Art Gallery of South Australia

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Art Gallery of South Australia
Established 1881
Location North Terrace, Adelaide, Australia
Type Art gallery
Visitors 712,994

The Art Gallery of South Australia (AGSA), located on the cultural boulevard of North Terrace in Adelaide, is one of three significant visual arts museums in the Australian state of South Australia. It has a collection of over 38,000 works of art,[1] making it, after the National Gallery of Victoria, the second largest state art collection in Australia.[2] It was known as the National Gallery of South Australia until 1967 when the current name was adopted.

The Art Gallery is located adjacent to State Library of South Australia, the South Australian Museum and the University of Adelaide, AGSA is part of Adelaide's North Terrace cultural precinct and had 712,994[3] visitors in the year ending 30 June 2011. As well as its permanent collection, the AGSA displays a number of visiting exhibition every year,[4] and also contributes travelling exhibitions to regional galleries.[5]


The gallery was established in 1881 and opened in two rooms of the public library by Prince Albert Victor and Prince George, later George V of Great Britain. The present building dates from 1900 and was extended in 1936 and 1962.[6] Subsequent renovations and a significant extension of the building which opened in 1996 added contemporary display space without compromising the interior of the original Victorian building.

In 2016, the gallery participated in the large "Biennial 2016" art festival.[7]


AGSA director Nick Mitzevich addressing Museums Australia conference delegates, September 2012.

The AGSA is renowned for its collections of Australian art, notably Indigenous Australian and colonial art, British art, including a large collection of Pre-Raphaelite works, by artists Edward Burne-Jones, William Holman Hunt, Dante Gabriel Rossetti and Morris & Co., and Japanese art.[8]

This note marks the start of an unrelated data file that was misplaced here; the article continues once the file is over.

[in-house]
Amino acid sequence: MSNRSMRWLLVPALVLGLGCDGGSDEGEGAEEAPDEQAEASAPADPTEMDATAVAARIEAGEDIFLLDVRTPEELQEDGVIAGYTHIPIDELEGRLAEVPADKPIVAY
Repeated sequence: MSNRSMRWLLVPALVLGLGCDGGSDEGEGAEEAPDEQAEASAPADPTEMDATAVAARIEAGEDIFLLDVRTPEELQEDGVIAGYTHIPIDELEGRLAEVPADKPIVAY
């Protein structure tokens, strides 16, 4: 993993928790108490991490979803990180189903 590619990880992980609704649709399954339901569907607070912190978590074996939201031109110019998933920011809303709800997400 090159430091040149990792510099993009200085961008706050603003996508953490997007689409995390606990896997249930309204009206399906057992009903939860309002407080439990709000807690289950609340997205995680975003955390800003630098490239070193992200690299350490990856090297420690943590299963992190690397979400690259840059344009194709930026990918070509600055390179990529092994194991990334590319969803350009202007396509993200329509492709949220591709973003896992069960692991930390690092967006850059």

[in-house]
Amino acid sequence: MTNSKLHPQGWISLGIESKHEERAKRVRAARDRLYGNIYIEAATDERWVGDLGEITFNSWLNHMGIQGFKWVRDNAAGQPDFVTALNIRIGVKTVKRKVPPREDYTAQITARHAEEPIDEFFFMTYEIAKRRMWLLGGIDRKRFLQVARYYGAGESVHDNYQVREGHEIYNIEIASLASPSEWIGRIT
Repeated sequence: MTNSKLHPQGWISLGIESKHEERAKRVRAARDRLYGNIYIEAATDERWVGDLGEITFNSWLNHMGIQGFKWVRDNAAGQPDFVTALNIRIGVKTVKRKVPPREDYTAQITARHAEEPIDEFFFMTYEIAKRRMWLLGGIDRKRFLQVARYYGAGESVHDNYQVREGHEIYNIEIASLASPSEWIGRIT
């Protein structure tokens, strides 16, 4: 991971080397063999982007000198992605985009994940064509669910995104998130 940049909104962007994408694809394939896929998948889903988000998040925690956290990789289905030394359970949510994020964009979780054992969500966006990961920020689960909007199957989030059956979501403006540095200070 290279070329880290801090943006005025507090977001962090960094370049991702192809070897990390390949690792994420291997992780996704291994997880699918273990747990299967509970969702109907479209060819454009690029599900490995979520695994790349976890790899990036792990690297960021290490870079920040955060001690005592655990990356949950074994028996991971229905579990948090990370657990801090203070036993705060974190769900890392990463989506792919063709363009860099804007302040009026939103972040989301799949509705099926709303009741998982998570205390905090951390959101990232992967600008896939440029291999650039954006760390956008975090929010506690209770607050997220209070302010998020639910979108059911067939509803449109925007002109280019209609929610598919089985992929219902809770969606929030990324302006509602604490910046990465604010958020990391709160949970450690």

It has important works of the Heidelberg school including Tom Roberts' A break away!, Charles Conder's A holiday at Mentone, and Arthur Streeton's Road to Templestowe.[6] The mid-twentieth century is represented by works by Russell Drysdale, Arthur Boyd, Margaret Preston, Bessie Davidson, and Sidney Nolan. European landscape paintings include works by Jacob Isaakszoon van Ruisdael, Salomon van Ruysdael, Joseph Wright of Derby.[8]

British portrait painters are well represented in the collection which includes Robert Peake, Anthony van Dyck, Peter Lely and Thomas Gainsborough.[8]

Other works include paintings by Goya, Francesco Guardi, Pompeo Batoni and Camille Corot.[8] Sculpture includes works by Rodin, Henry Moore, Barbara Hepworth and Jacob Epstein.[8]


  • William Holman Hunt, Christ and the Two Marys, (1847); and The Risen Christ with the Two Marys in the Garden Of Joseph of Aramathea, (1897)
  • John Collier, Priestess of Delphi, (1891)
  • John William Waterhouse, Circe Invidiosa, (1892); and The favourites of the Emperor Honorius, (c.1883)

See also[edit]


  1. ^ Art Gallery of South Australia > Visit Retrieved 20 June 2017.
  2. ^ Adelaide: Art Gallery of SA Extensions, Architecture Australia, May/June 1996. Accessed on 2007-05-19.
  3. ^ Annual Report of the Art Gallery of South Australia
  4. ^ AGSA Exhibitions
  5. ^ AGSA Touring Exhibitions 2011 Archived 3 November 2011 at the Wayback Machine.
  6. ^ a b Barbara Cooper and Maureen Matheson, The World Museums Guide, McGraw-Hill, (1973) ISBN 9780070129252
  7. ^ "Biennial 2016: A Thread Runs Through It". The Art Review, May 10, 2016 by Annie van der Walt
  8. ^ a b c d e AGSA Collection

External links[edit]

Coordinates: 34°55′14″S 138°36′14″E / 34.920638°S 138.603939°E / -34.920638; 138.603939